Britain is funding new anti-drone technology and is working to understand and disrupt terrorist financing, Foreign Secretary James Cleverley said on Saturday.
In a speech to the United Nations Security Council’s counter-terrorism committee in New Delhi, he tactfully said technological advances have given terrorists “new opportunities that we must counter.”
“In just 20 years, terrorists have gone from disseminating jarring audio recordings from the depths of Tora Bora to global online recruitment and agitation campaigns and live-stream attacks.”
It tactfully warned against “online incitement and racism of vulnerable people in faraway countries” and called on UN counterparts to “cooperate to combat terrorist ideologies online”. .
He also said the UK is part of a collaboration to challenge the narrative of the ISIS terrorist group.
The foreign secretary also referred to the Houthi missile attack on Abu Dhabi in January and the use of drones in Russia’s invasion of Ukraine, noting that various types of unmanned aerial systems were “used to cause terror, death and destruction. It is being done,” he said.
The UK government is funding new anti-drone technology and tactfully said it is working with partners at the Global Counter-Terrorism Forum to stop terrorists from “exploiting drones”.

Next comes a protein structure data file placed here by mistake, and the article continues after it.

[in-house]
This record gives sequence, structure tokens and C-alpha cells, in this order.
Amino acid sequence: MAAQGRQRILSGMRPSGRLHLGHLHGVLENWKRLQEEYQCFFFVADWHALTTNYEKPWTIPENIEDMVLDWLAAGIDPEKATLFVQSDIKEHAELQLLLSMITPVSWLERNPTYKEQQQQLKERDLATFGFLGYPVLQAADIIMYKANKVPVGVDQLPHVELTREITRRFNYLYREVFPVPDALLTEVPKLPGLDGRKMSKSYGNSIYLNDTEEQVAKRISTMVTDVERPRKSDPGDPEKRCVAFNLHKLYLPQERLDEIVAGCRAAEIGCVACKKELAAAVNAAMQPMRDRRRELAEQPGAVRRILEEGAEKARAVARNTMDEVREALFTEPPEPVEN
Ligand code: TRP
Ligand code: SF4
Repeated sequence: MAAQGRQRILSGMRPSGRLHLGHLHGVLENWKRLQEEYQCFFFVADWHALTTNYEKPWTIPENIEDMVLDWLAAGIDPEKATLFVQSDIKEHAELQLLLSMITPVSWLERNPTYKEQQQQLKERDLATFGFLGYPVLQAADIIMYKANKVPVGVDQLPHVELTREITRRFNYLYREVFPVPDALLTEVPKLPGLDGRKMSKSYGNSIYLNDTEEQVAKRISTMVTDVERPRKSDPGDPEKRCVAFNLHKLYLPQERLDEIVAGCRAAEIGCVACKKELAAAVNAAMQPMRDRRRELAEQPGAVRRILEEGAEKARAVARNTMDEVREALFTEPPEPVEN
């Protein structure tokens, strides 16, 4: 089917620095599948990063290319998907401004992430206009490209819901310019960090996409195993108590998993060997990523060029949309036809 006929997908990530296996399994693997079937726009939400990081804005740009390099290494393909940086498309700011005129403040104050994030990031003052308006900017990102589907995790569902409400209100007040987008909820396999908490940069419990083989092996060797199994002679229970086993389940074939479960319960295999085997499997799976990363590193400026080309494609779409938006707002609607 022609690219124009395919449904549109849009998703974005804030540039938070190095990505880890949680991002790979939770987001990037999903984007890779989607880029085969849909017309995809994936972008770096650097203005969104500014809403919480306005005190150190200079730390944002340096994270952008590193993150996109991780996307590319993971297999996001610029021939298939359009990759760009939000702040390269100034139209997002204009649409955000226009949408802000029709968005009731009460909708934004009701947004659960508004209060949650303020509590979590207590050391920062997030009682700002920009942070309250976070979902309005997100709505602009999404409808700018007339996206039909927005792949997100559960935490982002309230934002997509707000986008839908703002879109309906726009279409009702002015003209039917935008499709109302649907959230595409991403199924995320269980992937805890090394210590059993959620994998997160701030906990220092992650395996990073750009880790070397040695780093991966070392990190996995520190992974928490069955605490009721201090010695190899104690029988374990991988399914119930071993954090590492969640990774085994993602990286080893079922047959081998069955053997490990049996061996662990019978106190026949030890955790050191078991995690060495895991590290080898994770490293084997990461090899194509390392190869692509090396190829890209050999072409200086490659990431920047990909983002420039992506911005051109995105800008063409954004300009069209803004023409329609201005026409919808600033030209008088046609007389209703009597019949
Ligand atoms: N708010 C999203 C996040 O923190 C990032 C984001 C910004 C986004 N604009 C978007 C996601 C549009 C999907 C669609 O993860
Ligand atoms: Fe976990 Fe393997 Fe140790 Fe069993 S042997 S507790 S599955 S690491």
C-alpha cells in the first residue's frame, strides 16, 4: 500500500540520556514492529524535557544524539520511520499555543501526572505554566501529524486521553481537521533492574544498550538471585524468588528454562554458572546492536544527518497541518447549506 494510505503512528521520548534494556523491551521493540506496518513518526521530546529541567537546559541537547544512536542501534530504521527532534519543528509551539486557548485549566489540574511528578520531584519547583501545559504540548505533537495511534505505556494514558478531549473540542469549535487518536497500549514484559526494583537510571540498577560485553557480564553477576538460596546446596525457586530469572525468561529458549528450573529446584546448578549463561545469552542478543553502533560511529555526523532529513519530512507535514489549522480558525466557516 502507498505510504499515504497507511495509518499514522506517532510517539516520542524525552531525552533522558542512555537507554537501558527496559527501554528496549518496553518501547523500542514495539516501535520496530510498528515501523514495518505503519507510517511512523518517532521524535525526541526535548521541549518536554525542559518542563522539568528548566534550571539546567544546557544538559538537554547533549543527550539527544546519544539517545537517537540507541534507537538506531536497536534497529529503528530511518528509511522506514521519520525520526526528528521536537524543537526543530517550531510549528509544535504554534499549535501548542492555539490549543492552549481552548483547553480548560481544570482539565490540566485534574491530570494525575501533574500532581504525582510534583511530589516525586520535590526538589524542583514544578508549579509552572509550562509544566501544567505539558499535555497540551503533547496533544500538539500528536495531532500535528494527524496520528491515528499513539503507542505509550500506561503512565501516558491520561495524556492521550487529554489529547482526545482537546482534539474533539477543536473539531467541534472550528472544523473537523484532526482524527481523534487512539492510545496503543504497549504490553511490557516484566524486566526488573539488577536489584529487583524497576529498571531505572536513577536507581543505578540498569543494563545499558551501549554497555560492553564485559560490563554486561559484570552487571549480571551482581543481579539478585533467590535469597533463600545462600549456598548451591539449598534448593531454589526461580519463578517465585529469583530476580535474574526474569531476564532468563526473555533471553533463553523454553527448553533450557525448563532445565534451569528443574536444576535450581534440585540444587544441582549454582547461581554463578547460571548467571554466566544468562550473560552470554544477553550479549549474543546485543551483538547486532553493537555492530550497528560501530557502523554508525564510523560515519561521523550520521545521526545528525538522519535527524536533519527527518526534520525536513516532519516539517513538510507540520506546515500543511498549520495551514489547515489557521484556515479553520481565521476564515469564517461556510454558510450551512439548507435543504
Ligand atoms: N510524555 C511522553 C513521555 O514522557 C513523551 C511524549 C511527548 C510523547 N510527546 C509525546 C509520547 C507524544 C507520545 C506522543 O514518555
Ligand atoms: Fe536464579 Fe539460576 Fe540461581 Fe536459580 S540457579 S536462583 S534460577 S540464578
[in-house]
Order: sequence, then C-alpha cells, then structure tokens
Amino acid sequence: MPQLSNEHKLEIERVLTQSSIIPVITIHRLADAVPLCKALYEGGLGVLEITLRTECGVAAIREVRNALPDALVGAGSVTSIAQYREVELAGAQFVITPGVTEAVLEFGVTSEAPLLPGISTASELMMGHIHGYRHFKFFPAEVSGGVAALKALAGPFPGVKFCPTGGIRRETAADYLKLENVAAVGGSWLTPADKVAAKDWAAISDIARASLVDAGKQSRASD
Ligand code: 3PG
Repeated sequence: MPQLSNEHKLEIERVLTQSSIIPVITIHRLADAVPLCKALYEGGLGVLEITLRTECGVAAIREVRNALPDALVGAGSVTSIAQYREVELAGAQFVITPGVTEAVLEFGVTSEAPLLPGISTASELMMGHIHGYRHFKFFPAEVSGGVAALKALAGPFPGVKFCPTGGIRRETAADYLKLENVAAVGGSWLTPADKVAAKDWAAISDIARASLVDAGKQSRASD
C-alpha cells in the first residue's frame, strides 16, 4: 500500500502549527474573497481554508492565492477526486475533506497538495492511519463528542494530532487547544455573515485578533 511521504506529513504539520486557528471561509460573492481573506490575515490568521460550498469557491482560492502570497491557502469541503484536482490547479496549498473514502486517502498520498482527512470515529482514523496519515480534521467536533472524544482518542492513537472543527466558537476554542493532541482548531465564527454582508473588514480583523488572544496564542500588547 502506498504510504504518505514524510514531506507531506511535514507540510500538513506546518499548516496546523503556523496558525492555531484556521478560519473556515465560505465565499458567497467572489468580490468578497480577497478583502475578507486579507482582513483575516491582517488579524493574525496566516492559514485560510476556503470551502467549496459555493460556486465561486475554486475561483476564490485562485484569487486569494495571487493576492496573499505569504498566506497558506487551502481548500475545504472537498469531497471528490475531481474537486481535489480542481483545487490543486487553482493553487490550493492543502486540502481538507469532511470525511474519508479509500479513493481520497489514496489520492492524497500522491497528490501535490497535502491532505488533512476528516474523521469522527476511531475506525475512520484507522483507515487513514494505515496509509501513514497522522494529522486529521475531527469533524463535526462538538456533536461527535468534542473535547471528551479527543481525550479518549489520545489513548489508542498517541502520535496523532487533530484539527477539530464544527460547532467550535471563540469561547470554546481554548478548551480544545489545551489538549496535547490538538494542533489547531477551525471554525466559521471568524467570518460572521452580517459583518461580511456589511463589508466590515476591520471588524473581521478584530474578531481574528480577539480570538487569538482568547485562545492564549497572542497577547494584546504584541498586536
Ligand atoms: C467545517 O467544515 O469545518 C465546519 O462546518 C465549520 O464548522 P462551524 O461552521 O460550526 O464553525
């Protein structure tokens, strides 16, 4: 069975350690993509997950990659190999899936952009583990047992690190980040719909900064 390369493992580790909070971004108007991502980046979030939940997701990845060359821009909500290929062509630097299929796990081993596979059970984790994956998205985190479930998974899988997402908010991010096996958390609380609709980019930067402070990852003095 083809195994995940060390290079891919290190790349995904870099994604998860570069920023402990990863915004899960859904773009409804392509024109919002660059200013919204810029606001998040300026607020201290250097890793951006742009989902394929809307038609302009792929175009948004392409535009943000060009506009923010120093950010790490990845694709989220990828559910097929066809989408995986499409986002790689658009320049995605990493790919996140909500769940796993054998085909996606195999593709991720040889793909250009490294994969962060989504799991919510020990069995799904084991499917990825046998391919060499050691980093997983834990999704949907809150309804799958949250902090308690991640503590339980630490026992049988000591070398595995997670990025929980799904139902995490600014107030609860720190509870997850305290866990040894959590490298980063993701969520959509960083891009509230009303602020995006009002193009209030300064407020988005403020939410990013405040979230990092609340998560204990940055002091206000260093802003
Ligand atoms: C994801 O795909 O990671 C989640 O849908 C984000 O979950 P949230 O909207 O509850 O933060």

He said the UK would work with technology companies and international partners to “understand and disrupt terrorist financing, including in Somalia and North Africa.”
He also said he was looking forward to the No Money for Terrorism conference in India in November.
UK-India Trade Agreement
During his visit to India, Cleverley said he had “positive and productive meetings” with his Indian counterpart, Mr. Subramanyam Jaishankar.
“We discussed trade, investment, defense and security cooperation to improve the lives and livelihoods of our citizens,” the foreign secretary said on Twitter.
Prime Minister Rishi Sunak told Indian Prime Minister Narendra Modi ‘good progress’ towards finalizing new trade deal after government missed Diwali deadline to conclude deal set by Prime Minister Boris Johnson He said he hopes to achieve
Tavernly told Reuters that the UK is “really prioritizing” the deal and “will continue to ensure that our officials and ministers speak regularly and work hard to make it happen.” but refused to give a timeline.
“We’ve done a lot of work, and it’s very important to remember that a large free trade deal like the one we’re negotiating is never a simple one, but it’s already It’s a very important means of building a strong relationship and making it really future-oriented,” he said.
Previous difficulties included high import duties on British whiskey sold in India. New Delhi is also keen on easier UK visas for Indians.
Tactfully, he said, “I want to make sure the visa arrangement is quick, easy and convenient.”
The two countries want to double their bilateral trade by 2030 from over $31 billion (£27 billion) today.
He was asked about the Group of Seven (G7) plan to cap Russia’s oil prices and its plan to get countries such as India to agree to it. Since the start of the Ukraine war, India has been a big buyer of Russian oil.
“As a British politician, I don’t think it’s right to dictate policy to other countries,” he said.
Reuters and PA Media contributed to this report.